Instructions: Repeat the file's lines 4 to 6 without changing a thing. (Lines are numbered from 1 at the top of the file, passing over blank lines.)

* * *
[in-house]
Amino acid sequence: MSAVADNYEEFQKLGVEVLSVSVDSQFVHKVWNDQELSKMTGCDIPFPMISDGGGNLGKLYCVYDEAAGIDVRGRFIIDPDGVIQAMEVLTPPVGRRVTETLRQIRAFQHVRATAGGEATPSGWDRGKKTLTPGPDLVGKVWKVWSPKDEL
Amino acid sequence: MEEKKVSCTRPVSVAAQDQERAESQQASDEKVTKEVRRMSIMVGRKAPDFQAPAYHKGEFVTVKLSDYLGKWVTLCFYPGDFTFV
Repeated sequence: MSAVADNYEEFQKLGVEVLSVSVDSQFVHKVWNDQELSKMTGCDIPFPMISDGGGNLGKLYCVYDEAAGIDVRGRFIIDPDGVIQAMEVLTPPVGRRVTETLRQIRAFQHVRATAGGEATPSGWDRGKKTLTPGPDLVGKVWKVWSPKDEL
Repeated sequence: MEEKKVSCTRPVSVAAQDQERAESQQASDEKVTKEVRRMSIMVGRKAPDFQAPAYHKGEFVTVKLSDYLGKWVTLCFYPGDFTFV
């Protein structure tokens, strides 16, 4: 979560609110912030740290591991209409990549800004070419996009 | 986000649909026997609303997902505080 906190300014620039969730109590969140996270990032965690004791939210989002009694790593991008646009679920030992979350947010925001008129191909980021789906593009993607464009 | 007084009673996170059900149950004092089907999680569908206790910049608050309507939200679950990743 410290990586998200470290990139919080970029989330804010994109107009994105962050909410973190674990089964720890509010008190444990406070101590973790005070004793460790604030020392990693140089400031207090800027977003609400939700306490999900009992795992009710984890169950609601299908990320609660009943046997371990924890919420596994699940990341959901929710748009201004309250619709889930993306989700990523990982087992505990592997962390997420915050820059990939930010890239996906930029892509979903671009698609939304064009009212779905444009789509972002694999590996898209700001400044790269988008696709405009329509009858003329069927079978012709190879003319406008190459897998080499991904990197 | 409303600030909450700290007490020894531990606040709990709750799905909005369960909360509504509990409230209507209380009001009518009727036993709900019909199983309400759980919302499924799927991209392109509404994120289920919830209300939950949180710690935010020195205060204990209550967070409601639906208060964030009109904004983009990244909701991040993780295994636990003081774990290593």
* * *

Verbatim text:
Repeated sequence: MSAVADNYEEFQKLGVEVLSVSVDSQFVHKVWNDQELSKMTGCDIPFPMISDGGGNLGKLYCVYDEAAGIDVRGRFIIDPDGVIQAMEVLTPPVGRRVTETLRQIRAFQHVRATAGGEATPSGWDRGKKTLTPGPDLVGKVWKVWSPKDEL
Repeated sequence: MEEKKVSCTRPVSVAAQDQERAESQQASDEKVTKEVRRMSIMVGRKAPDFQAPAYHKGEFVTVKLSDYLGKWVTLCFYPGDFTFV
């Protein structure tokens, strides 16, 4: 979560609110912030740290591991209409990549800004070419996009 | 986000649909026997609303997902505080 906190300014620039969730109590969140996270990032965690004791939210989002009694790593991008646009679920030992979350947010925001008129191909980021789906593009993607464009 | 007084009673996170059900149950004092089907999680569908206790910049608050309507939200679950990743 410290990586998200470290990139919080970029989330804010994109107009994105962050909410973190674990089964720890509010008190444990406070101590973790005070004793460790604030020392990693140089400031207090800027977003609400939700306490999900009992795992009710984890169950609601299908990320609660009943046997371990924890919420596994699940990341959901929710748009201004309250619709889930993306989700990523990982087992505990592997962390997420915050820059990939930010890239996906930029892509979903671009698609939304064009009212779905444009789509972002694999590996898209700001400044790269988008696709405009329509009858003329069927079978012709190879003319406008190459897998080499991904990197 | 409303600030909450700290007490020894531990606040709990709750799905909005369960909360509504509990409230209507209380009001009518009727036993709900019909199983309400759980919302499924799927991209392109509404994120289920919830209300939950949180710690935010020195205060204990209550967070409601639906208060964030009109904004983009990244909701991040993780295994636990003081774990290593």